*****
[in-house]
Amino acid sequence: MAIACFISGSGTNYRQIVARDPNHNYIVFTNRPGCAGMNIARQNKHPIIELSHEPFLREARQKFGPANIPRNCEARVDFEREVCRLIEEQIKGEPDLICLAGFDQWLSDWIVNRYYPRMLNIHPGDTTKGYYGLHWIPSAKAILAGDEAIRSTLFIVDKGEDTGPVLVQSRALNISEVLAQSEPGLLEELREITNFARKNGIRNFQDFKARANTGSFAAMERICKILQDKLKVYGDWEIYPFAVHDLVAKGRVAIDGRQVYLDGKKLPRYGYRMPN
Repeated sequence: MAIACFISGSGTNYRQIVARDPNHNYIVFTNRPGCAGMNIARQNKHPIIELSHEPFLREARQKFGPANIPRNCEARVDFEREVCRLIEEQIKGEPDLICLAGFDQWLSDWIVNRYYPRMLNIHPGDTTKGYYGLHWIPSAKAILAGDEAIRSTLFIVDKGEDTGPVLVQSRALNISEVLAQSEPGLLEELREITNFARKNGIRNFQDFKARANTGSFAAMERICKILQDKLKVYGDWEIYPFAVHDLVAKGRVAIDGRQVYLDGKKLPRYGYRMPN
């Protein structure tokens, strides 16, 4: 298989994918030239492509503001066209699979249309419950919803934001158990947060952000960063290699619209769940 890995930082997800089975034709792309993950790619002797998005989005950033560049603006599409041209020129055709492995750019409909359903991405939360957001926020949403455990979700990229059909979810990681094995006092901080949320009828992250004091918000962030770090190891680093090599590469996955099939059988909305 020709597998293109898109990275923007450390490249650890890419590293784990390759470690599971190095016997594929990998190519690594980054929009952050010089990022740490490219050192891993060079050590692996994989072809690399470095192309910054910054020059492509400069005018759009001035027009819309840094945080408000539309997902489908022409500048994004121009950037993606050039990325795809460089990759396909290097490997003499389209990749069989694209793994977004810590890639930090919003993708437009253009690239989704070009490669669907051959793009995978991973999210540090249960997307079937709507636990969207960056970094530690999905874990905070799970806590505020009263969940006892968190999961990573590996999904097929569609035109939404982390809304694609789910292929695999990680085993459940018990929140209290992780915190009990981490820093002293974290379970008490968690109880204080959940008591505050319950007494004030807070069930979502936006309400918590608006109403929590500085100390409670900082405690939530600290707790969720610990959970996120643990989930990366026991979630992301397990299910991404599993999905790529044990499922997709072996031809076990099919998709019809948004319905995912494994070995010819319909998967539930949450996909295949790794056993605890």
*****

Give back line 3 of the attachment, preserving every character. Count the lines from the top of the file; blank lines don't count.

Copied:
Repeated sequence: MAIACFISGSGTNYRQIVARDPNHNYIVFTNRPGCAGMNIARQNKHPIIELSHEPFLREARQKFGPANIPRNCEARVDFEREVCRLIEEQIKGEPDLICLAGFDQWLSDWIVNRYYPRMLNIHPGDTTKGYYGLHWIPSAKAILAGDEAIRSTLFIVDKGEDTGPVLVQSRALNISEVLAQSEPGLLEELREITNFARKNGIRNFQDFKARANTGSFAAMERICKILQDKLKVYGDWEIYPFAVHDLVAKGRVAIDGRQVYLDGKKLPRYGYRMPN